More than 700 Georgia bridges can't handle heavier trucks allowed by new law, officials say


ATLANTA (AP) — More than 700 bridges across Georgia can't handle the increased weight limits approved earlier this year by lawmakers, officials say.

Deputy Chief Engineer Andrew Heath told the State Transportation Board on Wednesday that the Georgia Department of Transportation and local governments will post signs with weight restrictions on the additional bridges by Sept. 2, reported The Atlanta Journal-Constitution.

The tally includes 306 state-owned bridges and 427 local bridges.

Gov. Brian Kemp signed a law this year that allows a weight limit of 88,000 pounds (40,000 kilograms) for trucks hauling some commodities, including logs and farm products.

The previous limit on state roads was 80,000 pounds, but trucks were allowed a variance of up to 84,000 pounds.

Even before the higher weight limit, the newspaper reported that transportation officials said 1,363 of Georgia’s nearly 15,000 bridges could not safely withstand maximum weights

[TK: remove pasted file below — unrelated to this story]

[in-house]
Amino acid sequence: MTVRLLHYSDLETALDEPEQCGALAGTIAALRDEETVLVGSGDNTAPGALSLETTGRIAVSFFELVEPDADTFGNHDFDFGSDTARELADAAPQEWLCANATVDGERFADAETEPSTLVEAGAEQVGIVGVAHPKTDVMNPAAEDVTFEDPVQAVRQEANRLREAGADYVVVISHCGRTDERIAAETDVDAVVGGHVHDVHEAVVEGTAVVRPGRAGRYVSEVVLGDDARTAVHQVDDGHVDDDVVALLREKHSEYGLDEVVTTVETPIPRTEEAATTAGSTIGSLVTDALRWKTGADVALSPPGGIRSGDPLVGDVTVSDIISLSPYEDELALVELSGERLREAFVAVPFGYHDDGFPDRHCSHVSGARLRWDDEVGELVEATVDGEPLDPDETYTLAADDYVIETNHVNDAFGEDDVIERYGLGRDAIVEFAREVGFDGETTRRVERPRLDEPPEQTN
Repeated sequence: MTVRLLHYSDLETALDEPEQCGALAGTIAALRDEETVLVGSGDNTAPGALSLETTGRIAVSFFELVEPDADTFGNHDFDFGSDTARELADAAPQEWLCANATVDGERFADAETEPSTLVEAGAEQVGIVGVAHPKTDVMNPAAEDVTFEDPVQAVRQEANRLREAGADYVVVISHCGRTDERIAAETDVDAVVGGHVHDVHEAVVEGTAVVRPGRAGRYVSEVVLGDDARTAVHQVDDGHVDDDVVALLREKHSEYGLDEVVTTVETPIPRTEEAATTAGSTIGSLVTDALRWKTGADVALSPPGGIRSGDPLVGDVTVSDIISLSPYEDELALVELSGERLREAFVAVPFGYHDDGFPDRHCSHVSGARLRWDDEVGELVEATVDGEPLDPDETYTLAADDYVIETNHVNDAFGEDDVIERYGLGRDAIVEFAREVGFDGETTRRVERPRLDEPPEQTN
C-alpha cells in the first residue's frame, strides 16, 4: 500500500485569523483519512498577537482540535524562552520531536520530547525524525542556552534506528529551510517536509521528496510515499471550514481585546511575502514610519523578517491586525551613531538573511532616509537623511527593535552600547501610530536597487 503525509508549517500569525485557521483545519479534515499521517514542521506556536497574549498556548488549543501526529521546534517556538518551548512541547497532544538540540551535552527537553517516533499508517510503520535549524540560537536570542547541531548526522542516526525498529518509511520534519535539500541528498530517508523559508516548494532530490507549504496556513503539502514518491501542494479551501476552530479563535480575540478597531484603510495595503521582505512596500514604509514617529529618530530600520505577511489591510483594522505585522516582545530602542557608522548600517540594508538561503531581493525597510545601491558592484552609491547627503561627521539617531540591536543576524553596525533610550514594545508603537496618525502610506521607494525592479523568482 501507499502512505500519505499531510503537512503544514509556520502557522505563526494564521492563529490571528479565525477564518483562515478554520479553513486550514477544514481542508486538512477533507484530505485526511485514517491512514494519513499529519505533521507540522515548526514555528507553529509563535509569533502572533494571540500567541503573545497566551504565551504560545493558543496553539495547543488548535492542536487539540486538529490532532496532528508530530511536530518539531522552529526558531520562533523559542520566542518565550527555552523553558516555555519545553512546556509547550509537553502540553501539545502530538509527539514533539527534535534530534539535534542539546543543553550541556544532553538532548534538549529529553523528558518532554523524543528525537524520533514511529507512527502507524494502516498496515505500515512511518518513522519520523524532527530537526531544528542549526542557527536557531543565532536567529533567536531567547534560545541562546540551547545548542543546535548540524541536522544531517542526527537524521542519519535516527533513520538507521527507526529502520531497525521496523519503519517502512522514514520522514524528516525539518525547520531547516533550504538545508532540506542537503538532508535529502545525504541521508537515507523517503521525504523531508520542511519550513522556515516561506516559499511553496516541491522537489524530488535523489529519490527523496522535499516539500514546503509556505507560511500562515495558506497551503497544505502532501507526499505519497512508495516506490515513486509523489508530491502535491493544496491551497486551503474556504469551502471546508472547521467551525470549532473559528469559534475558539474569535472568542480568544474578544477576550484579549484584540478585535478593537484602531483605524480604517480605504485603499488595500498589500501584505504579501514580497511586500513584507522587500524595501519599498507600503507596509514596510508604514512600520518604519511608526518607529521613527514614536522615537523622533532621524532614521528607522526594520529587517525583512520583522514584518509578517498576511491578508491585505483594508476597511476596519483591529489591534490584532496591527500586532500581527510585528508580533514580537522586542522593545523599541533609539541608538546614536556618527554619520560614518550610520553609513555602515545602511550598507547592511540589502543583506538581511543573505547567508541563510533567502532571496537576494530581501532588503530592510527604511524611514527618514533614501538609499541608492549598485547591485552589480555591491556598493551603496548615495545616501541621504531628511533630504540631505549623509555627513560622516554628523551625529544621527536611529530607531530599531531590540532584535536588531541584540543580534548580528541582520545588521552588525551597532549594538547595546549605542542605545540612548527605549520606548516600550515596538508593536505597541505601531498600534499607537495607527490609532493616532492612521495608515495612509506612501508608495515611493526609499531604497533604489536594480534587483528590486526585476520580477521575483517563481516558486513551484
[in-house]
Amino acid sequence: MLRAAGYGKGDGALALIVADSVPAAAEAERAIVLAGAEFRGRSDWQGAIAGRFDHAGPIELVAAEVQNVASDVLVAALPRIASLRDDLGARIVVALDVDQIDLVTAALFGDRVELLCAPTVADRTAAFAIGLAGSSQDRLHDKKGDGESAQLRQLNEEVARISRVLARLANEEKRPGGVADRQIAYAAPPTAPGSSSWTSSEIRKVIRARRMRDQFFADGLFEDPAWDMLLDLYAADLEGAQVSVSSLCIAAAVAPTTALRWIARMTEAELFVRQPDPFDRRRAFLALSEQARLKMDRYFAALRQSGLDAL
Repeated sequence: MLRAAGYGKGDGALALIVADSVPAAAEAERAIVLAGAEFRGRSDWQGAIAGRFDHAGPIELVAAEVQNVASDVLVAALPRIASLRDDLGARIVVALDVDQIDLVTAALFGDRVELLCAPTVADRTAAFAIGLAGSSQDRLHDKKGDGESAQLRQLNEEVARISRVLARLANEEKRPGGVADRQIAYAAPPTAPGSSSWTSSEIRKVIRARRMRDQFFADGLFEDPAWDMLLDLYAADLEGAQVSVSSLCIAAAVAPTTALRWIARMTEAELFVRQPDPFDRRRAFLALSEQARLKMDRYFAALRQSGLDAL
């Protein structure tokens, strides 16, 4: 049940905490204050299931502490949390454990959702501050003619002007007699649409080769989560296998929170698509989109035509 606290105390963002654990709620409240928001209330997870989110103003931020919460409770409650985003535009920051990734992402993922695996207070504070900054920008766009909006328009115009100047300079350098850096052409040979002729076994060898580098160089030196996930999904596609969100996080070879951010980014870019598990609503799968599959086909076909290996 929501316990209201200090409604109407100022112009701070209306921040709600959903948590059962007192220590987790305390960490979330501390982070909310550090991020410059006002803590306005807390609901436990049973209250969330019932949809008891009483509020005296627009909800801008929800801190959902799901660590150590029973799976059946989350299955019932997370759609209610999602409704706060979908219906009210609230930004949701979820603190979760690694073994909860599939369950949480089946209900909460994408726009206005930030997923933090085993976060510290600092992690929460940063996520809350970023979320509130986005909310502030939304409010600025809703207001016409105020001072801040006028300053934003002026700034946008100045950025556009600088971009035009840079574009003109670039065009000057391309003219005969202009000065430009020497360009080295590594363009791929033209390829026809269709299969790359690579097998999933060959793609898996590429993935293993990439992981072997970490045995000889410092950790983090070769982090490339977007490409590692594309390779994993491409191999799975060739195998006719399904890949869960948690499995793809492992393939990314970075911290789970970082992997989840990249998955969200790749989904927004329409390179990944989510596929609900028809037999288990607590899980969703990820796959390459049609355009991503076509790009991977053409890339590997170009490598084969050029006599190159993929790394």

The heavier trucks can only travel on local roads and state highways, not interstates. They're also supposed to stay out of 13 core counties in metro Atlanta and stay within 150 miles (240 kilometers) of their home base.

The higher weight limits expire on July 1, 2025, part of a compromise that emerged from one of the legislative session's most intense fights. The debate pitted logging, farming and trucking groups against city and county governments and the state Department of Transportation, which fiercely opposed boosting truck weights. Some lawmakers say they want to come up with more money to fund statewide transportation improvements by then.

Groups seeking the increase said they could save money by hauling more freight per trip. Loggers argued the change could make the difference between profit and loss in their low-margin industry.

But opponents warned that heavier trucks will cause more damage to roads and bridges, requiring expensive repairs, and possibly cause more crashes because of increased stopping distance.

Kemp had been allowing heavy trucks that get special permits to haul up to 95,000 pounds (43,000 kilograms), under a supply chain emergency order that he repeatedly renewed. But that order finally expired on March 11, reducing the limit to 84,000 pounds.

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